How Much Education Do You Need for a High-Paying Job?
Before you apply to college you need to think about what kind of classes interest you so you know which major to focus on. With so many options, out there, however, it can be difficult to make a choice. While it is important to consider your interests and your skills, you also need to be practical – what career will earn you enough money to live the life you want?
What are the Highest Paying Careers?
When you start thinking about attending college, whether you choose a community college or a traditional university, you should have some idea what kind of career you are interested. What makes this so challenging is the fact that there are a nearly limitless array of options. With tuition costs ever increasing, leaving graduates with more debt than ever, it is worth doing a little research to see if the career path you are on will pay enough for you to pay back your loan debt while also covering your cost of living. If you want to make sure that you will have financial security, consider going into one of the highest paying careers which include the following:
- Engineering – According to Bankrate.com, seven out of the top ten highest-paying majors are within various engineering fields. Not only are engineering jobs some of the highest paying jobs out there, but engineers can increase their rate of pay by obtaining additional certifications and licenses such as a Professional Engineering (PE) license. The median starting salary for a career in engineering is about $65k to $101k with the medium mid-career salary jumping to $115k to $168k.
- Computer Science – With technological advances happening every day, careers in computer science and mathematics are highly in-demand and they pay very well. This field is very competitive, however, so it is important to graduate from a good school and to have a good internship. The median starting salary for a career in computer science is about $63k with the medium mid-career salary jumping to $107k.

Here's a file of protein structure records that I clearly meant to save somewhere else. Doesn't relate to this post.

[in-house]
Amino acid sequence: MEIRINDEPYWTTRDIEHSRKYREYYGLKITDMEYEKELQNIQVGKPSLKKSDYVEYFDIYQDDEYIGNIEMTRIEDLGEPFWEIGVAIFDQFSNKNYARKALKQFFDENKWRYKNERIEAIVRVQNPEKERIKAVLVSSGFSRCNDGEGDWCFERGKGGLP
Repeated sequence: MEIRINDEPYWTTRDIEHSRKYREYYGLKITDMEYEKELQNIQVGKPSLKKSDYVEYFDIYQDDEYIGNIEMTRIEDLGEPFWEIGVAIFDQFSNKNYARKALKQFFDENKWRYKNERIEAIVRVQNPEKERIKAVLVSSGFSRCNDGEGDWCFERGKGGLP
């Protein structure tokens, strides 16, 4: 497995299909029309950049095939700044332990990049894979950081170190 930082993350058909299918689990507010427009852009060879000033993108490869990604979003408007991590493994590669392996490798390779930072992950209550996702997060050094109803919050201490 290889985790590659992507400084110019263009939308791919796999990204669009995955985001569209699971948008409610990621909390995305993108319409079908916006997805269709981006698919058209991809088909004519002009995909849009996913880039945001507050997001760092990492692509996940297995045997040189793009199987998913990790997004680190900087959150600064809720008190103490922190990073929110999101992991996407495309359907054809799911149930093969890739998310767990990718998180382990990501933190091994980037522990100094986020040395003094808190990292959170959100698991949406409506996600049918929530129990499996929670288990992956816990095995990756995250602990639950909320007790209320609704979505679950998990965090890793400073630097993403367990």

- Physics – With a degree in physics there are a wide variety of job opportunities open to you in all kinds of industries including healthcare, government, hospitals, education, and more. The median starting salary for a career in physics is about $55k with the medium mid-career salary jumping to $106k.
- Applied Mathematics – Having a degree in statistics, applied mathematics, or mathematics in general will set you up for a very successful (and lucrative) career. It is estimated that 95% of mathematics majors are employed, so you can rest easy knowing that you will have little trouble finding a job after graduation. The median starting salary for a career in applied mathematics is about $56k with the medium mid-career salary jumping to $102k.
- Economics – With a degree in economics you can pursue a wide variety of career options in various business- and finance-related fields. An economics degree can also open doors for careers in consulting, law, education, research, and government. The median starting salary for a career in economics is about $52k with the medium mid-career salary jumping to $98k.
- Management Information Systems – It doesn’t do a company any good to collect data unless they have someone who knows how to interpret it – that is where a degree in management information systems comes into play. According to the Bureau of Labor Statistics, this field is growing by 15% each year. The median starting salary for a career in management information systems is about $56k with the medium mid-career salary jumping to $96k.
- Finance – When it comes to the world of finance, the career options are nearly endless. With so many finance majors entering the job market each year, however, you need to set yourself apart with a high GPA and some real-world experience from an internship or by playing a financial role with on-campus organizations. The median starting salary for a career in finance is about $52k with the medium mid-career salary jumping to $89k.